Is Chris Christie doing enough to help residents of New Jersey stave off foreclosure? A new report from WABC's Jim Hoffer suggests the answer might be "no."
In 2011, New Jersey accepted $300 million in federal money to start the Homekeeper Program, which would, as its website advertises, promote "neighborhood stability in New Jersey communities by providing financial assistance to eligible homeowners in danger of foreclosure."
New Jersey currently suffers the second-highest foreclosure rate in the nation, according to the Mortgage Bankers Association. However, Hoffer reports that more than a year after the Homekeeper Program was launched, the state has doled out only $4 million, of $300 million available, to 498 families -- while nearly 2,000 applicants have been denied.
During a press conference Monday in Long Branch, NJ, Hoffer clashed with Christie over the program's inaction. The governor claimed that more funds hadn't already been allocated because of a court-imposed moratorium on foreclosures. "Our policies were put on hold, waiting to see what the courts were ultimately going to do on foreclosures," Christie said. "And that's why we haven't moved any more quickly than we have already."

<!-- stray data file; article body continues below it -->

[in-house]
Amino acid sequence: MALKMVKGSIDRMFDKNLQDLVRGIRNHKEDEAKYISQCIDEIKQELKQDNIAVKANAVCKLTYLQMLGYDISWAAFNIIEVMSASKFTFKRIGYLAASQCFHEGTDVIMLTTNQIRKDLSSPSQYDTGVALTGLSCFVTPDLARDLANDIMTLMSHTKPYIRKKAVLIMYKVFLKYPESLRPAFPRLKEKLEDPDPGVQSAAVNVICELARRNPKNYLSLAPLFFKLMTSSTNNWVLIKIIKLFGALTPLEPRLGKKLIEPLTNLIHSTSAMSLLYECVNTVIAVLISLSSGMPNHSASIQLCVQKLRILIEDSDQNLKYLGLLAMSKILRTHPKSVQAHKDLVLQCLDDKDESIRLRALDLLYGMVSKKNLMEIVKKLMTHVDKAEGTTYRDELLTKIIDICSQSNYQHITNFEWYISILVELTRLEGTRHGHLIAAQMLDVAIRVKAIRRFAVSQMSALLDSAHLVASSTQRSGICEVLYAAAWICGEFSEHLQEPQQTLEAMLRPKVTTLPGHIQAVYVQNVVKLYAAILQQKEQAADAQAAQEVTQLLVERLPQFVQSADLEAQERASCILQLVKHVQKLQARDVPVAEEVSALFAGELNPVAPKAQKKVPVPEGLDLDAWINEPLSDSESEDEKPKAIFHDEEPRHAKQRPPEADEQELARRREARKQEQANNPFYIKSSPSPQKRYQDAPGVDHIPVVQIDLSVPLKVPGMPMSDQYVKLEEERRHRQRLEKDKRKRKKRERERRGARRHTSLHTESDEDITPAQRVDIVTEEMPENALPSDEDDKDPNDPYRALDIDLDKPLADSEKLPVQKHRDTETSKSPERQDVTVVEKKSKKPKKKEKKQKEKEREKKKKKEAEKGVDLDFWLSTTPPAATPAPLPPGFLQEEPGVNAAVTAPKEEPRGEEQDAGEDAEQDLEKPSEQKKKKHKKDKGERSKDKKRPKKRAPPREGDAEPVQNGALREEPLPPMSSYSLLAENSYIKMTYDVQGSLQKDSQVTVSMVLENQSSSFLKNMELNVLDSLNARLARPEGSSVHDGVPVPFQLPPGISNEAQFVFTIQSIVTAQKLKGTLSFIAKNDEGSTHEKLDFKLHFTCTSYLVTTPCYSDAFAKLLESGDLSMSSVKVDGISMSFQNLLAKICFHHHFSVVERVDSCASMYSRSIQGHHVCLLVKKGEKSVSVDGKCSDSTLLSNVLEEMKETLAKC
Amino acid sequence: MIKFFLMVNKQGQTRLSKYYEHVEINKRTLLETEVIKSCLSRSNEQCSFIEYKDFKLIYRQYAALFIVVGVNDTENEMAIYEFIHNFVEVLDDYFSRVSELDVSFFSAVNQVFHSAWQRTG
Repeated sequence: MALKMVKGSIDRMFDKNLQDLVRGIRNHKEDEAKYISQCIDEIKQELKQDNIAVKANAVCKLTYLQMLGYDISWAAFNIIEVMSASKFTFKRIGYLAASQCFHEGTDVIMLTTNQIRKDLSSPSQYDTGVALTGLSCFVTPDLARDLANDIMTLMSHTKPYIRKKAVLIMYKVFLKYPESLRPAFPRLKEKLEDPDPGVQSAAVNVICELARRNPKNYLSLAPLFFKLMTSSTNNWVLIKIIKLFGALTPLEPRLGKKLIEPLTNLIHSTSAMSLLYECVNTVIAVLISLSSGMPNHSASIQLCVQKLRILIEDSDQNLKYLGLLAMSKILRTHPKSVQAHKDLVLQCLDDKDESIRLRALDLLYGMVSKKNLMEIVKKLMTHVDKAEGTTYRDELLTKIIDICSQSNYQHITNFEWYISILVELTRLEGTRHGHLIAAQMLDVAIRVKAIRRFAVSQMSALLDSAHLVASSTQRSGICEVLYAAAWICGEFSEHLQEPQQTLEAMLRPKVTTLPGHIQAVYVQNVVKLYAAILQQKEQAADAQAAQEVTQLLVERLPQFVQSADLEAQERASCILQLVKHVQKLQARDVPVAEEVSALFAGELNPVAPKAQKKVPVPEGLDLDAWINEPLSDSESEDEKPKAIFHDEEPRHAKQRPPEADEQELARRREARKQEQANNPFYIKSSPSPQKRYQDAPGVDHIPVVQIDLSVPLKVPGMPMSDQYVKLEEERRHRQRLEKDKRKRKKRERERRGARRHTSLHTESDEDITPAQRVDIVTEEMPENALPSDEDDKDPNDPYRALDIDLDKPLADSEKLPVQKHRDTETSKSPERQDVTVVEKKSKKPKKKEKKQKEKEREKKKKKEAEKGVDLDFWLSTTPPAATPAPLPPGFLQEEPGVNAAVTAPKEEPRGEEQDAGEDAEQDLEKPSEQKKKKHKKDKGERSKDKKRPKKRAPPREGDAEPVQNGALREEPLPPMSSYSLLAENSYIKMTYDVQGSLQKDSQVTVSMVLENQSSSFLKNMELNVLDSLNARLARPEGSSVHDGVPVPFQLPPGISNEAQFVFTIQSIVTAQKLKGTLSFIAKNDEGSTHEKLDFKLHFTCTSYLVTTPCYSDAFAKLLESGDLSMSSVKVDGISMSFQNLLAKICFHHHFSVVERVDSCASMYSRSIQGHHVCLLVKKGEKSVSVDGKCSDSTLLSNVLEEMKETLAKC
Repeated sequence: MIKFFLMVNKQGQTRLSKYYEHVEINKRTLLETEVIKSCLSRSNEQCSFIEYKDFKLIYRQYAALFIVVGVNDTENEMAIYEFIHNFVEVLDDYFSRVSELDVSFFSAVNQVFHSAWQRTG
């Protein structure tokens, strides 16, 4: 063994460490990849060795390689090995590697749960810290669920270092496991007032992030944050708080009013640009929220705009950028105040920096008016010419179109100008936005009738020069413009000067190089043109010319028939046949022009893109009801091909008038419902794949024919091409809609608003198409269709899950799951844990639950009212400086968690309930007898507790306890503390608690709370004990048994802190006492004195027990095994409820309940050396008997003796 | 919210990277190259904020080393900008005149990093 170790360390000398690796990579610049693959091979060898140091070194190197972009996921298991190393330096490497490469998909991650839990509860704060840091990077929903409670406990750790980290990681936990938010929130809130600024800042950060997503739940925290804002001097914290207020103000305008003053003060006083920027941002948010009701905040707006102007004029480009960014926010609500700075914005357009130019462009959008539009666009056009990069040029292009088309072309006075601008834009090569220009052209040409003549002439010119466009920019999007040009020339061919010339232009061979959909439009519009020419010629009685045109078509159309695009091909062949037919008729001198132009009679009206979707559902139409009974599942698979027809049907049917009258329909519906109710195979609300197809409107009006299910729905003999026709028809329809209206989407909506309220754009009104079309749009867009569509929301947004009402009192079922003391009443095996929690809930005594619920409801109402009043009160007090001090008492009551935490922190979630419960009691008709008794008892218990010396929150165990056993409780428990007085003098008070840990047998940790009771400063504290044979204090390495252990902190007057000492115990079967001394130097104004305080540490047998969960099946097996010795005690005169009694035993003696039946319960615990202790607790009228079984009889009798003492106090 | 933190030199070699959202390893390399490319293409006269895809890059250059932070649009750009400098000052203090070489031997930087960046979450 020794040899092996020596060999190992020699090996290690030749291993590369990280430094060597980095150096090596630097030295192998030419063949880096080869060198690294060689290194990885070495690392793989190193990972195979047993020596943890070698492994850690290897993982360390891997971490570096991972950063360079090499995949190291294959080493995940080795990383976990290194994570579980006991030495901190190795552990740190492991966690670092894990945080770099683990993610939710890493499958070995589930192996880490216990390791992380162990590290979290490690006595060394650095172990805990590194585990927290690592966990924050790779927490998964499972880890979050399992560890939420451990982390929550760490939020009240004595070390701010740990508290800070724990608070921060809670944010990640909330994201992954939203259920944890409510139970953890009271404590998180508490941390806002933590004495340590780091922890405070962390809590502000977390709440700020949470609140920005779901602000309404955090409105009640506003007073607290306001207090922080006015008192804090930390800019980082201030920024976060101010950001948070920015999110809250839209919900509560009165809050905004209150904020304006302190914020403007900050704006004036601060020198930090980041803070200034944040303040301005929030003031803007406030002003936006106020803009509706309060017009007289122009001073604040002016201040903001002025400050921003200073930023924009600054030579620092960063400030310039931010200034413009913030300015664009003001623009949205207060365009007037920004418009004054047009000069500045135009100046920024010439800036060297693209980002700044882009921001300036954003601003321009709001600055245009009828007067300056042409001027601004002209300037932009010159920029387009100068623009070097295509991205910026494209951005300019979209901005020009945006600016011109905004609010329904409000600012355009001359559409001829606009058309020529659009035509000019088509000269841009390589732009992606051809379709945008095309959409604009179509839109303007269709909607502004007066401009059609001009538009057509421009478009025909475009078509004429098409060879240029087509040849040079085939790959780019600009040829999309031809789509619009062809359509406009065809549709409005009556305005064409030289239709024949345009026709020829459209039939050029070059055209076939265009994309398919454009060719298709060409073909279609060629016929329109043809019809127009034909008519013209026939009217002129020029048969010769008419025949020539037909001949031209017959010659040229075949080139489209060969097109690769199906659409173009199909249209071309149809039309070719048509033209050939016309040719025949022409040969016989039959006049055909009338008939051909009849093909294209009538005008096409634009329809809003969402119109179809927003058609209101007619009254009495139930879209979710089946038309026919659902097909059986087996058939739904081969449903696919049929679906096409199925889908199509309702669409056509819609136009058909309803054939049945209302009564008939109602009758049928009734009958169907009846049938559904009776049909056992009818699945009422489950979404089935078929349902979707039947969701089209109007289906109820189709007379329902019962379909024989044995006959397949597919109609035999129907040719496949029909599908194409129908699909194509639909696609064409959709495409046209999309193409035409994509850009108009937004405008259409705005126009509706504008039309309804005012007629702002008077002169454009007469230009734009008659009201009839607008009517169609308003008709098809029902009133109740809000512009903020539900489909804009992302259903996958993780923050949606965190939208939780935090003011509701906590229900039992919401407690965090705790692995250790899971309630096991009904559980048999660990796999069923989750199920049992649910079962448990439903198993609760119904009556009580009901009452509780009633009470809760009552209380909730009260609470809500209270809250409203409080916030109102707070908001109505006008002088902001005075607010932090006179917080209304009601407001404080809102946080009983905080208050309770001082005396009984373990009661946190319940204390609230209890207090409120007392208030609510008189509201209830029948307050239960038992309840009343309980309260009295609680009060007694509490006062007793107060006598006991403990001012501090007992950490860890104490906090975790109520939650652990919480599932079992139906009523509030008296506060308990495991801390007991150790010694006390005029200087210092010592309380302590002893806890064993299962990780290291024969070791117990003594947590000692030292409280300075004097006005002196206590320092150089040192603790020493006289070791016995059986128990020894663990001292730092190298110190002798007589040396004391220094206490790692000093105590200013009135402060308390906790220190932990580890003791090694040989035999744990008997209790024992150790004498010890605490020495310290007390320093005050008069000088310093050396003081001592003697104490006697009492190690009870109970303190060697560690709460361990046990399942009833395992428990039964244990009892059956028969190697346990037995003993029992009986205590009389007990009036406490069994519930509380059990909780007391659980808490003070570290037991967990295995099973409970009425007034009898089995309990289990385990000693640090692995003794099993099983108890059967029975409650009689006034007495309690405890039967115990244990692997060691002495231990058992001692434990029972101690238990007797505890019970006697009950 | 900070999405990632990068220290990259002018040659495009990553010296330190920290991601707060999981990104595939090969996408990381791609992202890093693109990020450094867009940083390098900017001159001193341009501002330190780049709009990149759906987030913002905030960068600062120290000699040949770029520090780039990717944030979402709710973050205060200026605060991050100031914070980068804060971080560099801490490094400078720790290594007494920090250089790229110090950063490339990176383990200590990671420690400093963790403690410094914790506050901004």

Hoffer, however, disputed the legitimacy of that claim: "The moratorium did not stop other states from helping families already facing foreclosure."
Richard Constable III, appointed by Gov. Christie to head New Jersey's Department of Community Affairs, acknowledged to the Philadelphia Inquirer earlier this month that the Homekeeper Program had been slow to carry out its mandate,, though he did not mention a moratorium as a reason for the sluggish rollout. "I took a hard look at this program, and I didn't like the results that I saw," he said.
Meanwhile, many applicants remain in limbo. Brenda Klein, who was interviewed by WABC, says that she waited a full year between submitting her request for foreclosure assistance, and receiving an unsatisfying answer from the New Jersey government--that she was no longer eligible because she'd fallen too far behind on her payments.
"We weren't the ones that took the time to make the [back payments] build up," she said. "If you'd taken a month, maybe two, we would have qualified."
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